Symptoms of Vitamin D Deficiency in Men and Ways to Help

If you do not spend enough time out in the sun, have milk allergies, or stick to a strict vegan diet, you may end up noticing symptoms of vitamin D deficiency. Also called the sunshine vitamin, your body produces vitamin D when you are exposed to sunlight. You can also find it in a few foods, such as fish liver oil, fish, and egg yolks. Vitamin D deficiency symptoms in men can be quite serious and affect their overall health.

Symptoms of Vitamin D Deficiency in Men

You do not always experience symptoms when you are deficient in vitamin D, but sometimes there may be some specific issues suggesting that you are not getting enough vitamin D.

1. Erectile Dysfunction

One of many vitamin D deficiency symptoms in men is erectile dysfunction (ED). Studies show that men with erectile dysfunction have significantly lower levels of this vitamin. This is especially true in men with severe ED. It is also found that men with ED usually have some sort of heart disease as well, which may as well be associated with vitamin D deficiency.

2. Painful Bones

Vitamin D plays a role in keeping your bones healthy, so you are likely to experience pain in the bones when you are deficient in vitamin D. Your pain and aches are likely to get worse in the winter. You may notice your joints being stiffer in the morning. Your bones suffer because your body needs vitamin D to absorb calcium, and that malabsorption of calcium leads to pain in your bones.

3. Recurrent Infections

You need vitamin D for a healthy immune system, which means that you are likely to get sick or infected often when you are not getting enough vitamin D. You may want to increase your intake of vitamin D if you become sick easily, especially with colds or the flu.

4. Other Symptoms

In addition, there may be a number of other vitamin D deficiency symptoms in men. For instance, you may have muscular weakness, frequent bone fractures, difficulty thinking clearly, unexplained fatigue, and soft, deformed bones.

One of many signs of vitamin D deficiency is sweat on your forehead. If you wonder why you always have sweatiness on the forehead, it may be because you are deficient in vitamin D.

Possible Causes of Your Vitamin D Deficiency

As you can see, a deficiency of vitamin D can affect you in a number of ways, so it is important to know what causes this deficiency in the first place.

  • One common cause is that you follow a vegan diet. Vitamin D is mostly found in fish, fortified milk, fish oils, and beef liver. Not including these food types in your diet may eventually deplete your vitamin-D levels.
  • Not spending enough time out in the sun is another reason why you may be suffering from a vitamin D deficiency. Your body makes vitamin D when your skin absorbs sunlight. It means that spending too much time indoors or keeping yourself covered when going out can limit that sun exposure and result in a vitamin D deficiency.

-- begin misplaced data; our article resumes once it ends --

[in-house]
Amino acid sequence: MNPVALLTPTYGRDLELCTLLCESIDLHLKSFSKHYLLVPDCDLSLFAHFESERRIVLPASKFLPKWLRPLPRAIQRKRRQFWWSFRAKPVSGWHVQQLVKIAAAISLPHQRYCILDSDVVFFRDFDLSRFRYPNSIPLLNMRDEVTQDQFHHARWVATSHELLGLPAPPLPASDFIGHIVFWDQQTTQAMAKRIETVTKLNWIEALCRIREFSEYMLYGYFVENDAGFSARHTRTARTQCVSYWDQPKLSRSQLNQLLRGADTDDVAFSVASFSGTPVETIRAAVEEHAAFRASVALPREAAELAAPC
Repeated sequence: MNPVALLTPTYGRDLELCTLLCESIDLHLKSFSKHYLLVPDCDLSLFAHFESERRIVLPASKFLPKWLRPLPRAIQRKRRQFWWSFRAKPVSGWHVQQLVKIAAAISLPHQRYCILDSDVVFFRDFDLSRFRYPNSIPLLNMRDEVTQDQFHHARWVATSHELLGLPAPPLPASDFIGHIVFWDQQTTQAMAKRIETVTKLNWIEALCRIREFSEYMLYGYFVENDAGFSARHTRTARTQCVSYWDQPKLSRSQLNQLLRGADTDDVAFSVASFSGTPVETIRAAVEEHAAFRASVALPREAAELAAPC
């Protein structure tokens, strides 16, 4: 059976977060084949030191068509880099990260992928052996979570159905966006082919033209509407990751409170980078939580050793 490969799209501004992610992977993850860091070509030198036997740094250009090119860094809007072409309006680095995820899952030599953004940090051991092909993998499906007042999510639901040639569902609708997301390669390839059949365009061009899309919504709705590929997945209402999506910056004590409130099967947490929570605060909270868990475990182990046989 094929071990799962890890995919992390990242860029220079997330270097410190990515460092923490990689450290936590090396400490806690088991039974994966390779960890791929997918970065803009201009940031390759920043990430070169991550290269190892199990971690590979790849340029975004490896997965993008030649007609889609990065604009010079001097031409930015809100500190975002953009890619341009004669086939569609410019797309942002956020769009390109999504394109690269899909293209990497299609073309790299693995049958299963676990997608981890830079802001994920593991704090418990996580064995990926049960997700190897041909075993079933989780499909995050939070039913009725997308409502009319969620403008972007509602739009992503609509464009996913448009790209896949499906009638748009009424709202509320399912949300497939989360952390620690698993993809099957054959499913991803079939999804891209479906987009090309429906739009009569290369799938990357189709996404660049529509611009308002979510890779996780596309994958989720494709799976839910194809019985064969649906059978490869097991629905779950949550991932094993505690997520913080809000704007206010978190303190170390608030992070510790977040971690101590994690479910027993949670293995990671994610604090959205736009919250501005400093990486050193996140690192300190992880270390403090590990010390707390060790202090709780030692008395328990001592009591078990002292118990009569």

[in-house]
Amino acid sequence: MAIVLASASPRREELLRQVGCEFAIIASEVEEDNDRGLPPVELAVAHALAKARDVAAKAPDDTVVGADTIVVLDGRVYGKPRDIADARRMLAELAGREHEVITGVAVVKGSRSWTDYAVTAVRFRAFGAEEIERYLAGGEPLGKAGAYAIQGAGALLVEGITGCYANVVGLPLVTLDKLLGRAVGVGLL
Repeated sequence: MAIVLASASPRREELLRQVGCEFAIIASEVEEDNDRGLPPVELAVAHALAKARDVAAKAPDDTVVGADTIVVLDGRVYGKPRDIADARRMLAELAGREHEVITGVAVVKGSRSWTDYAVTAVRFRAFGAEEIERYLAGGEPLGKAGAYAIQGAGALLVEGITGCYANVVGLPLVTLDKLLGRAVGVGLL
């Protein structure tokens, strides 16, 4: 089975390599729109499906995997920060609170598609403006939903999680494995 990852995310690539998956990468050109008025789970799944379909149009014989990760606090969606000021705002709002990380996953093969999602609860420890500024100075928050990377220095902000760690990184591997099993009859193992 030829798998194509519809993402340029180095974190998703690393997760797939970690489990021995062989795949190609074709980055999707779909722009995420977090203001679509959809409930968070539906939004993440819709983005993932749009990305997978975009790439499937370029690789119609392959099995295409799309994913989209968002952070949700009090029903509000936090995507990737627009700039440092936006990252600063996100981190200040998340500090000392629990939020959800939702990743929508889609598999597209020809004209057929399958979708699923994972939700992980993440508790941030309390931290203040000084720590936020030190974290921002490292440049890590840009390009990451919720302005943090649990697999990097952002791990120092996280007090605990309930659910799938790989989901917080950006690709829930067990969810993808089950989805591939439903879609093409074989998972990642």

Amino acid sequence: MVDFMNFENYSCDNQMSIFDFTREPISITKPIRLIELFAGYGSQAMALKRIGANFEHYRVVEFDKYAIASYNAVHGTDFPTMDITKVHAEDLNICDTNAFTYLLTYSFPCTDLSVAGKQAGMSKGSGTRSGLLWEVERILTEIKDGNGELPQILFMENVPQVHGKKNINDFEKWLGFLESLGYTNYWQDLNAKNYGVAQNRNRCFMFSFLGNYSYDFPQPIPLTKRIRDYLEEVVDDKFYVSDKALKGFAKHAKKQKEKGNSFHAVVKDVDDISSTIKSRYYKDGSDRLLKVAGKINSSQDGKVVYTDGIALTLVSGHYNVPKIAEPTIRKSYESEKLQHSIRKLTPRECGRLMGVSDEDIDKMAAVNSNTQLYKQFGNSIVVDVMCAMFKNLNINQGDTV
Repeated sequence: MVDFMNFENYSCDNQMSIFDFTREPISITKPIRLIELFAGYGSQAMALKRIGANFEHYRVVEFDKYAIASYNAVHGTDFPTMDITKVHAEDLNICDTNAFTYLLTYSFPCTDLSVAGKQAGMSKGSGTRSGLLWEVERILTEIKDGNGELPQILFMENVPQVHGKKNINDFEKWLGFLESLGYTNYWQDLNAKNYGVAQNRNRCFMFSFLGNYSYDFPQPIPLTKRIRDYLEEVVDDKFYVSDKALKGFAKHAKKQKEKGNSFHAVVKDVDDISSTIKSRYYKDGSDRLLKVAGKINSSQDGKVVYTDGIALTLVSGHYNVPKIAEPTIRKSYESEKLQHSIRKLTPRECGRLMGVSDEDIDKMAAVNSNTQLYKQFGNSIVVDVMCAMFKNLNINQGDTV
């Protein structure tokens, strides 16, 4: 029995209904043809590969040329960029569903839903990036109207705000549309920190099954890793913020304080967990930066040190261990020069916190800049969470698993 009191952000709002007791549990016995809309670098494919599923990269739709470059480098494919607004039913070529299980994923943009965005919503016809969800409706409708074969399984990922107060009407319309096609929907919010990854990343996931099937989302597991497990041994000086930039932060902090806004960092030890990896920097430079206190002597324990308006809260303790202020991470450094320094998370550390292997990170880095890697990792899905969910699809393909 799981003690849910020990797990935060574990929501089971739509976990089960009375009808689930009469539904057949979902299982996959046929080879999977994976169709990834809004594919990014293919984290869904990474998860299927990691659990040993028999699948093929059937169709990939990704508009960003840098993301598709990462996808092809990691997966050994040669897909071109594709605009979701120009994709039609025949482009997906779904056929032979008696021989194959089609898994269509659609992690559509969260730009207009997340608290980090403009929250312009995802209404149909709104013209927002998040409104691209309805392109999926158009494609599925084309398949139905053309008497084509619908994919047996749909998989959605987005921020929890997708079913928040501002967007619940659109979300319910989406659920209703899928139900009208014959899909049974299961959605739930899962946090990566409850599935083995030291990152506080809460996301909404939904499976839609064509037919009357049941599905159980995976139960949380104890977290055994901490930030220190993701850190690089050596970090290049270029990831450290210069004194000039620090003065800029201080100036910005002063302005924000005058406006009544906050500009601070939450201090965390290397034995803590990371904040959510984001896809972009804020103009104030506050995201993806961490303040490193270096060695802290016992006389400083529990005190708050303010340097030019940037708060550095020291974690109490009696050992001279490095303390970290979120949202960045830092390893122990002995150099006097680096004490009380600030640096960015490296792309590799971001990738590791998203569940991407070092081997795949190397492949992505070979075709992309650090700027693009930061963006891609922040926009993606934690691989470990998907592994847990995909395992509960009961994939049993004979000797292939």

• Sometimes, you are deficient in vitamin D because your kidneys are not functioning properly. Your kidneys have to function optimally to convert vitamin D to its active form. Certain diseases can impair the function of your kidneys.
  • Similarly, certainly gastrointestinal problems, like cystic fibrosis, Crohn's disease, and celiac disease can also affect the way your intestines absorb vitamin D. This will again cause vitamin D deficiency symptoms in men and women.
  • What's more, people who are obese may also be deficient in vitamin D. Fat cells extract vitamin D from the blood, which means that you may develop a deficiency if you are obese or have a body mass index greater than 30.

How Can It Be Managed?

You may have to take vitamin D supplements to deal with your deficiencies. You need to work with your doctor because they will help determine how deficient you are and how much vitamin D you should be taking on a daily basis. For instance, people who are not that deficient in vitamin D may feel better after taking 400-800IU of vitamin D, but those who are very deficient may need to take more than 1,000IU of vitamin D per day. Generally, you should be getting at least 800IU of vitamin D on a daily basis if you are in your 70s or older. Babies up to 12 months of age should be getting 400IU/day, whereas anyone between 1 year and 70 years of age should get no less than 600IU/day.

Change Your Diet

You can opt for foods high in vitamin D to deal with your deficiency. Some good options include egg yolks, cheese, beef, mushroom, and fish liver oils. Fatty fish such as salmon, mackerel, and tuna may also help treat your vitamin D deficiency. Moreover, you can also find several food items fortified with vitamin D. Some examples include fortified yogurt, milk, orange juice, breakfast cereals, and margarine.

Enjoy the Sun

Spending more time out in the sun may also help improve your vitamin D levels. You do not have to spend hours in the sun though – you can increase your vitamin D levels simply by spending 15 minutes in the sun. You need to keep in mind that ultraviolet B radiation is responsible for vitamin D production in the body, but these rays cannot pass through glass. This is the reason why you have to be out in the sun and let the sunlight penetrate your skin for a few minutes. Be sure to wear sunscreen if you are going to spend more than 15 minutes in direct sunlight.

 
 
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